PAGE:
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Finally Internet Lad and I, in a stirring show of crossnational solidarity, both turned about a quarter turn away from the American Lady and, as if thinking deeply about her problem, gazed out the window of the Internet Hovel, where an old Russian grandma in a babushka was looking askance at a young Russian hottie in an extremely short skirt, until such time as we could naturally and without seeming rude turn an additional quarter turn away from the American Lady, who was just then saying: I ALREADY TRIED CLICKING ON THAT LITTLE THINGIE THAT LOOKS LIKE A DOG'S HIND LEG WHICH ALWAYS WORKS AT HOME WHERE I SPEND MOST OF MY TIME COLLECTING VINTAGE ROAD SIGNS AND CONVERTING THEM INTO CHARMING PLANTERS FOR MY AFRICAN VIOLET COLLECTION, and soon enough it seemed appropriate to turn completely away from the American Lady, who then said: WELL IT'S CLEAR THAT TECHNOLOGY OVER HERE HAS A LONG WAY TO GO IN TERMS OF MAKING THE GRADE CAN YOU IMAGINE GOING TO THE DENTIST HERE NOT TO MENTION THE OVERALL SERVICE MENTALITY WHICH IS PROBABLY WHY WE HAVE TO KEEP BAILING THEM OUT IN TERMS OF WARS JUST LIKE THE FRENCH ALTHOUGH AT LEAST THE FRENCH KNOW HOW TO MAKE AN EATABLE SOUP. "Fifty rubles," said the Internet Lad, in gentle English, as she was leaving.

OH HIGHWAY ROBBERY, said the American Lady, but paid, and as she passed the security guard who lives in a little closet, with his couch and his TV, all day long ensuring that no terrorists enter the Internet Hovel and blow up the three computers, the Internet Lad said something that sounded to my ears smart-assed and cutting and Eastern European, something Kafka might have muttered under his breath to his father, say, but which turned out, according to a student in the seminar who does speak Russian, to be something like: "Goodbye madam, thank you for using us, I am very sorry I could not be of more help to you."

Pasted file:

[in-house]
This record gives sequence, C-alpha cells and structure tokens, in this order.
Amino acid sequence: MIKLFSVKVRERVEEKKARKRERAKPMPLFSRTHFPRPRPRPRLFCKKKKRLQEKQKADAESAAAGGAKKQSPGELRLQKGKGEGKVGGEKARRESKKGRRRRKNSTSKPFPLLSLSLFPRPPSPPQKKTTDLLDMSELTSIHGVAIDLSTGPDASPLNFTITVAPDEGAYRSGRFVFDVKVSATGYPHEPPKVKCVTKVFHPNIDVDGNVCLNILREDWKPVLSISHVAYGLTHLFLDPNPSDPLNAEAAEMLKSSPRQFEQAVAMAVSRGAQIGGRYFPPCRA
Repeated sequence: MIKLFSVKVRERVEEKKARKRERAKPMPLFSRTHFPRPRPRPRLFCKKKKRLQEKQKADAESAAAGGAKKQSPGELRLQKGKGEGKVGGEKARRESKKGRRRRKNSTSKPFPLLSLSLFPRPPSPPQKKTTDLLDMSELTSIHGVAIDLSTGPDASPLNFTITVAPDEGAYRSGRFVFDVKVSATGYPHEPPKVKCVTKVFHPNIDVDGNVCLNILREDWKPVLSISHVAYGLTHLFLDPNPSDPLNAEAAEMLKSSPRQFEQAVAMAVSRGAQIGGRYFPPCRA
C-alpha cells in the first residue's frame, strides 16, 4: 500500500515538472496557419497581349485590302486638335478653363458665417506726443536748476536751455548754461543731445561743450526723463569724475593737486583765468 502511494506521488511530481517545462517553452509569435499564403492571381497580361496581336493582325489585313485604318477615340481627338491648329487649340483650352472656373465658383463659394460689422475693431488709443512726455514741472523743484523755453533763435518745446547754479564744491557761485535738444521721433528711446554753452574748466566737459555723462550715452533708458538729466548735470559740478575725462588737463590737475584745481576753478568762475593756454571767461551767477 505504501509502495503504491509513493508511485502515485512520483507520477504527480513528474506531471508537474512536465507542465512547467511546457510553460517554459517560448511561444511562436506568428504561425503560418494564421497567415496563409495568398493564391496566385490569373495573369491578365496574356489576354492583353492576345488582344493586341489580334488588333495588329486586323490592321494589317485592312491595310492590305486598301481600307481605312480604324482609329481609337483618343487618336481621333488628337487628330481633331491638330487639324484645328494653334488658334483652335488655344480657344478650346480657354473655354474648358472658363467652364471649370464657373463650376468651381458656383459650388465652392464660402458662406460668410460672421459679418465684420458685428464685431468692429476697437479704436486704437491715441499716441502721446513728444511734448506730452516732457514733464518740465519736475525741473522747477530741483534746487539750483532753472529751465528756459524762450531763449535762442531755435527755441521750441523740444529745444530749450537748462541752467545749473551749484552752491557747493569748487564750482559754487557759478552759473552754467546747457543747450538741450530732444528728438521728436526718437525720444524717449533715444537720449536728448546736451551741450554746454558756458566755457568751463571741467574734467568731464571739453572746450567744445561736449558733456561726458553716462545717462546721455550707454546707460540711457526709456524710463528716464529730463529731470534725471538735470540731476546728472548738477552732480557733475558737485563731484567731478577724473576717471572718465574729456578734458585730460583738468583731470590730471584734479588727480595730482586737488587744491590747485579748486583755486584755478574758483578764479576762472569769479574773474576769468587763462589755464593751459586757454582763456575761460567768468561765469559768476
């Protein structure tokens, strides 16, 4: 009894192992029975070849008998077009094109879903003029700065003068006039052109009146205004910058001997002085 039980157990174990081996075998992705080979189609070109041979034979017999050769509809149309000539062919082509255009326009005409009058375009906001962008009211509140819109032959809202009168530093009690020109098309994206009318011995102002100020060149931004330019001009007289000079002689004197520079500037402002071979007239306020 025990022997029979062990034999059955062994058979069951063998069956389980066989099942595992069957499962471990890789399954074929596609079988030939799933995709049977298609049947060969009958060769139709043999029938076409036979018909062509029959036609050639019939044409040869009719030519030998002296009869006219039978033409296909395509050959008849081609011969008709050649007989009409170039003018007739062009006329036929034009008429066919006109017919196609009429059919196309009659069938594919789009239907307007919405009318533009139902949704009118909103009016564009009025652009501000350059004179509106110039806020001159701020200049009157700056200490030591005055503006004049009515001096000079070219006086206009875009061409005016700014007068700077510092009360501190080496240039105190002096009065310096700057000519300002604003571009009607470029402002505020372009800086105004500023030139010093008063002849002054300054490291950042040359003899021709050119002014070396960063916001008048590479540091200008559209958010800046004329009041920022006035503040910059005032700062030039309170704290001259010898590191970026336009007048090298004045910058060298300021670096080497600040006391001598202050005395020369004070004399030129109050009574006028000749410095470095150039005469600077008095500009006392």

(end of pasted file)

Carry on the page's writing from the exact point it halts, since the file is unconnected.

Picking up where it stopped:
And so, having finished my week of Diary-izing, and exceeded my word count, I thank my hosts at Slate, and ask their further indulgence, so that I may leave you with "The Tale of Clear Pond," by Katia Kapovich, the Russian émigré poet who read here last night:

Once again we've settled down in the center of Moscow.
Leaving the house, we slip the key under the rug.
We buy our food at the little street market—
grapes, tomatoes, white cheese. Wine is cheap. Bread is dark.
The level of local life is low,
The ruble falls every day, and the same
can be said about the sourdough
of the clouds with the yeast of a long Russian rain.

Grapes!  Tomatoes! White cheese!—salesmen yell. A door

 yawns.
Clear Pond, when it frowns, distorts our faces.
Clear Pond, where are your brown ducks and white swans?
Now we look from the bank at a crow that chases
its white shadow below in the wrinkled copper mirror.
Something is rotten in this city. But look,
the only one crying over the past is that weeping willow
bent over a muddy brook.

We once were a flock on these wet wooden benches,
but we left our nests and drifted astray.
Yet since the earth is round, the meridian trenches
have come full circle in this rainy May.
The city has called us home for a season. And while the rain

lingers
at the doors, we rustle our notebooks, call old friends,
shuffle days as trees shuffle leaves in their crooked fingers,
looking forward to other lands.